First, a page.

The continuing issues around the length of time the Independent Office for Police Conduct (IOPC) takes to conclude conduct investigations is just one reason why a new inquiry into the police watchdog is necessary, according to West Midlands Police Federation.
The Federation conduct lead George McDonnell was commenting after Parliament’s Home Affairs Select Committee announced it would carry out an inquiry into the IOPC’s role and remit.
“The IOPC was launched at the start of 2018 and replaced the much-maligned Independent Police Complaints Commission. We had hoped to see a far more effective organisation with quicker decision-making and cases being concluded in a more timely manner and, to be fair, the director general Michael Lockwood has helped improve the way in which it works,” says George.
“However, we would have liked to have seen greater progress and we hope this inquiry will lead to a more effective way of handling police conduct investigations for the benefit of all concerned.”
In launching the inquiry, Yvette Cooper, chair of the Home Affairs Select Committee, said the launch of the IOPC in January 2018 was heralded as bringing new powers, greater independence and faster decision-making to increase transparency and build trust in the police complaints and disciplinary process.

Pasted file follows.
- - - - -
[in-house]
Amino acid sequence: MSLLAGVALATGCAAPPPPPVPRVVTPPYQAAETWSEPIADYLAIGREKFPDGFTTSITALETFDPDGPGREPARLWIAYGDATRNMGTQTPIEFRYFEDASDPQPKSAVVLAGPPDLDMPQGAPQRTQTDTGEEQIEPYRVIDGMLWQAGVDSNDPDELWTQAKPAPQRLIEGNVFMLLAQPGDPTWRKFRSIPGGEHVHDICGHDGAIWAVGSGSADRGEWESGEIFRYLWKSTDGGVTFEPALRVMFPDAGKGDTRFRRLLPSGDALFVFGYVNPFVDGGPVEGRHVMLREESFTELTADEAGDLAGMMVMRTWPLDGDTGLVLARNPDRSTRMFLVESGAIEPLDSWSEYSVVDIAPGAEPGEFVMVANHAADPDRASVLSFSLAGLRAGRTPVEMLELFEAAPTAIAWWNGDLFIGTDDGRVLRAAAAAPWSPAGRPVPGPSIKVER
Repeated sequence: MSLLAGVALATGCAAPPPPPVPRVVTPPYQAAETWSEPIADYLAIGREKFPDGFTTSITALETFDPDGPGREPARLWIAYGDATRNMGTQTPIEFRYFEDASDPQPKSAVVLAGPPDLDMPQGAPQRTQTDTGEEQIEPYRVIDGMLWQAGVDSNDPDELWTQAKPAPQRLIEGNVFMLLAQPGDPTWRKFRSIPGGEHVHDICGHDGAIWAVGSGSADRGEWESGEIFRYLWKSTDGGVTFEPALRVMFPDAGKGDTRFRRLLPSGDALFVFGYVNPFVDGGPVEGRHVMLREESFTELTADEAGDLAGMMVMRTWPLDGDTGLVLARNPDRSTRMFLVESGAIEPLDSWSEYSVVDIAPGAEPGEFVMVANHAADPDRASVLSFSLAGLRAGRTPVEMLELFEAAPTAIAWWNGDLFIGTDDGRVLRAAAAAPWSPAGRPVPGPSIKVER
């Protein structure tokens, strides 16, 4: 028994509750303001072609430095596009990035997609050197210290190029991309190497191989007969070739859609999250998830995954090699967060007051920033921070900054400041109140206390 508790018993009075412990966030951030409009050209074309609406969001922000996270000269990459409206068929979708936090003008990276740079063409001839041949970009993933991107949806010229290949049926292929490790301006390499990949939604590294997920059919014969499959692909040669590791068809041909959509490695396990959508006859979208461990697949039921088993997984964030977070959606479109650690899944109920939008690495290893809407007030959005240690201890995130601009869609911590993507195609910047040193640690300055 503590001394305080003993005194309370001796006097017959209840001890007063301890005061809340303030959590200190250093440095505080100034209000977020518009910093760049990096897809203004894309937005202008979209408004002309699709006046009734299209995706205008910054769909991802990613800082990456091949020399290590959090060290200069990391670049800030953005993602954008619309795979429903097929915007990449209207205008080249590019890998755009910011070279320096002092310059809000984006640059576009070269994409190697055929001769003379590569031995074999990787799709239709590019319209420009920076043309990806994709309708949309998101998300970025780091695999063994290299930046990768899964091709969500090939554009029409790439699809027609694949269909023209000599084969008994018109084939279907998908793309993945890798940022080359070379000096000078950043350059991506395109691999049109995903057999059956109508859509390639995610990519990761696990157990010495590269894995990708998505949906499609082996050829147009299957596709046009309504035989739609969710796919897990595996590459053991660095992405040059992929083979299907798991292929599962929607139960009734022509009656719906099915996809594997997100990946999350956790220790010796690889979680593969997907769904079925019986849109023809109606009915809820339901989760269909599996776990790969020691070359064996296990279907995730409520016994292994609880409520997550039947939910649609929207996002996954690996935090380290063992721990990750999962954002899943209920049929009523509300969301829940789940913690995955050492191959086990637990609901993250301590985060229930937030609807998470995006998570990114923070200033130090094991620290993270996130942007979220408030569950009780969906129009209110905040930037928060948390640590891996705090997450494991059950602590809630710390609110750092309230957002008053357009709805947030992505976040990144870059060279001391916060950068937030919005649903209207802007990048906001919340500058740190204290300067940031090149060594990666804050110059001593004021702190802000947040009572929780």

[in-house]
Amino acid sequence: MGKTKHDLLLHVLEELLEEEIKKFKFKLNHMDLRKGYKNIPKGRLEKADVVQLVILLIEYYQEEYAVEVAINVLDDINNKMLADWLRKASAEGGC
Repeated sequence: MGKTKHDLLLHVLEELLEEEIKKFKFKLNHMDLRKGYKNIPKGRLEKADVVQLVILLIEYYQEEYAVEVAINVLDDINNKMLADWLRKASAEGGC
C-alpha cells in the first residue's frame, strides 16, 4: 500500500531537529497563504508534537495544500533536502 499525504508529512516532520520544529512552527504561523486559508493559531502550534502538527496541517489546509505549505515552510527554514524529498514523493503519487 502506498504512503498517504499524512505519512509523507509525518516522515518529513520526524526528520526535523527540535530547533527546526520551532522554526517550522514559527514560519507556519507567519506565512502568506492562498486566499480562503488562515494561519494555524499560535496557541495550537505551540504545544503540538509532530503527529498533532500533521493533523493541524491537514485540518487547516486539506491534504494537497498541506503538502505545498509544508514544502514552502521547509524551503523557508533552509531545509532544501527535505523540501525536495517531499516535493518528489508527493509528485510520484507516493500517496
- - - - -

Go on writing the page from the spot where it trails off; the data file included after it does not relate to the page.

But she explained: “Nearly two years on we continue to hear concerns that the system is not working as it should. In this inquiry we expect to look at the IOPC’s powers and effectiveness but, given that most complaints are dealt with by local forces under the scrutiny of Police and Crime Commissioners, we shall also look at whether wider reforms are needed to build a system in which the public can have real confidence.”
Written submissions must be made to the committee by midnight on Sunday 8 December 2019.Find out more about the inquiry.